Many of the things that are happening today would never have happened if we had been living in that longing, that disquiet of heart which comes when we are faced with God, and when we look clearly at things as they really are. If we had done this, God would have withheld his hand from many of the things that now shake and crush our lives. We would have come to terms with and judged the limits of our own competence.

But we have lived in a false confidence, in a delusional security; in our spiritual insanity we really believe we can bring the stars down from heaven and kindle flames of eternity in the world. We believe that with our own forces we can avert the dangers and banish night, switch off and halt the internal quaking of the universe. We believe we can harness everything and fit it into an ultimate scheme that will last…

If we want Advent to transform us – our homes and hearts, and even nations – then the great question for us is whether we will come out of the convulsions of our time with this determination: Yes, arise! It is time to awaken from sleep. a waking up must begin somewhere. It is time to put things back where God intended them. It is time for each of us to go to work – certain that the Lord will come – to set our life in God’s order wherever we can. Where God’s word is heard, he will not cheat us of the truth; where our life rebels he will reprimand it…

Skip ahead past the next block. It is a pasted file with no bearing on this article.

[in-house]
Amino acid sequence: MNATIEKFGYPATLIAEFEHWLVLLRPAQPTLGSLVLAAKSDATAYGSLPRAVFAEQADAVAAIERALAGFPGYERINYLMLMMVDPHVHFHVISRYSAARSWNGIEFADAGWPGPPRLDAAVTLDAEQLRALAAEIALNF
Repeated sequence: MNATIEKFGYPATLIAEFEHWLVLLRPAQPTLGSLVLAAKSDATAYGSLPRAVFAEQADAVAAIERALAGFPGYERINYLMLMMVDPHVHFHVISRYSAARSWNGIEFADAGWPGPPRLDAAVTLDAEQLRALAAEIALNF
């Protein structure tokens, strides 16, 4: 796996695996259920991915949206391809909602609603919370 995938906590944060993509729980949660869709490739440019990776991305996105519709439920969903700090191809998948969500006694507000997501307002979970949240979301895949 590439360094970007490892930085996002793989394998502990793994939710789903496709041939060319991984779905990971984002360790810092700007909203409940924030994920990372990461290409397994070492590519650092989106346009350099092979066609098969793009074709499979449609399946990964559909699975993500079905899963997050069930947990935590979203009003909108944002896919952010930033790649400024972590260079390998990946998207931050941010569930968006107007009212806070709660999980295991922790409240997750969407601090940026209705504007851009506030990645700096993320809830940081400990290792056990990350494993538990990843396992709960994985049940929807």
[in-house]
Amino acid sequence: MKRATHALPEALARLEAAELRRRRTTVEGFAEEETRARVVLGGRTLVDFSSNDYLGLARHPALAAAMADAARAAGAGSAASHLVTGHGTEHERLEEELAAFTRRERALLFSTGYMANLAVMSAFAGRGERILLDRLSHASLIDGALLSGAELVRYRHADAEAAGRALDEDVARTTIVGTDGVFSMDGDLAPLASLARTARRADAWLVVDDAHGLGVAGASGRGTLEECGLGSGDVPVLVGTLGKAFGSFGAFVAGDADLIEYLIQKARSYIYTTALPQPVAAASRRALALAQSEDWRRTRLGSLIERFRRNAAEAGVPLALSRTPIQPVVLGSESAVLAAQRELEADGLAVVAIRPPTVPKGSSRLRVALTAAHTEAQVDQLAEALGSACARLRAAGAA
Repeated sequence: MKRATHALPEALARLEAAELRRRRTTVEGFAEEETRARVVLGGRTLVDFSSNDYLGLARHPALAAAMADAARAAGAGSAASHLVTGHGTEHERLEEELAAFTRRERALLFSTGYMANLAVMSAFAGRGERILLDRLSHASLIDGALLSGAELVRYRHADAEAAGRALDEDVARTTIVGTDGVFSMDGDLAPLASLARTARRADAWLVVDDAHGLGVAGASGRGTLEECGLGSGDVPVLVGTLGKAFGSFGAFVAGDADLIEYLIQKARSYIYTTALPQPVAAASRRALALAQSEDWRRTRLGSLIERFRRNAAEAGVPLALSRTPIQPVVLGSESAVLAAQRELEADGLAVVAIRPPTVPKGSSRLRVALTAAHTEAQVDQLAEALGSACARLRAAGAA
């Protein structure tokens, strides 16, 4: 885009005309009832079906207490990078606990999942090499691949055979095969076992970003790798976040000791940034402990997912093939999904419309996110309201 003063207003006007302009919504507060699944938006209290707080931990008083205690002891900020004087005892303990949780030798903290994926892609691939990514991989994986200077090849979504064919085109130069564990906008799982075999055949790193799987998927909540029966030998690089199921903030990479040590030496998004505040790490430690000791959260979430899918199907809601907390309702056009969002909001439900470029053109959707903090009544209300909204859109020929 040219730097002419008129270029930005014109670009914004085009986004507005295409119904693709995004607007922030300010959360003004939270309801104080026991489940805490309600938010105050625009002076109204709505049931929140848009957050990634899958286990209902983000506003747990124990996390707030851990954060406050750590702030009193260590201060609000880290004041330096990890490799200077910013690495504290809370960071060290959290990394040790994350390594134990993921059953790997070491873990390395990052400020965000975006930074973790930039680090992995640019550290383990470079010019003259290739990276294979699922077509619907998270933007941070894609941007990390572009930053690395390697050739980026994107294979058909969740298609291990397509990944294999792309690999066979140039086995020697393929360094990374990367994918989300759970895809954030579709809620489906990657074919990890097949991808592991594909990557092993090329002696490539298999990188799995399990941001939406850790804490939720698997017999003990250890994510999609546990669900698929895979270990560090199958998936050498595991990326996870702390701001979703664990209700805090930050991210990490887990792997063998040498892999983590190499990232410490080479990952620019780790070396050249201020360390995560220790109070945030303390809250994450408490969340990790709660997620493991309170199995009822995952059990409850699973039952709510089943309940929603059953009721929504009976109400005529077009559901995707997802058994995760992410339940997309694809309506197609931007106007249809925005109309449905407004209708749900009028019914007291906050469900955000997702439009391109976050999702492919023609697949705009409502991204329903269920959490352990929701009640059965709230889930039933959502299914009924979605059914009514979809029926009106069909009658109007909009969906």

Advent Of the Heart

Father Alfred Depp, author of Advent of the Heart, was hanged for treason a few months before WW ll ended, at the age of thirty-seven–on the same day as Dietrich Bonhoeffer.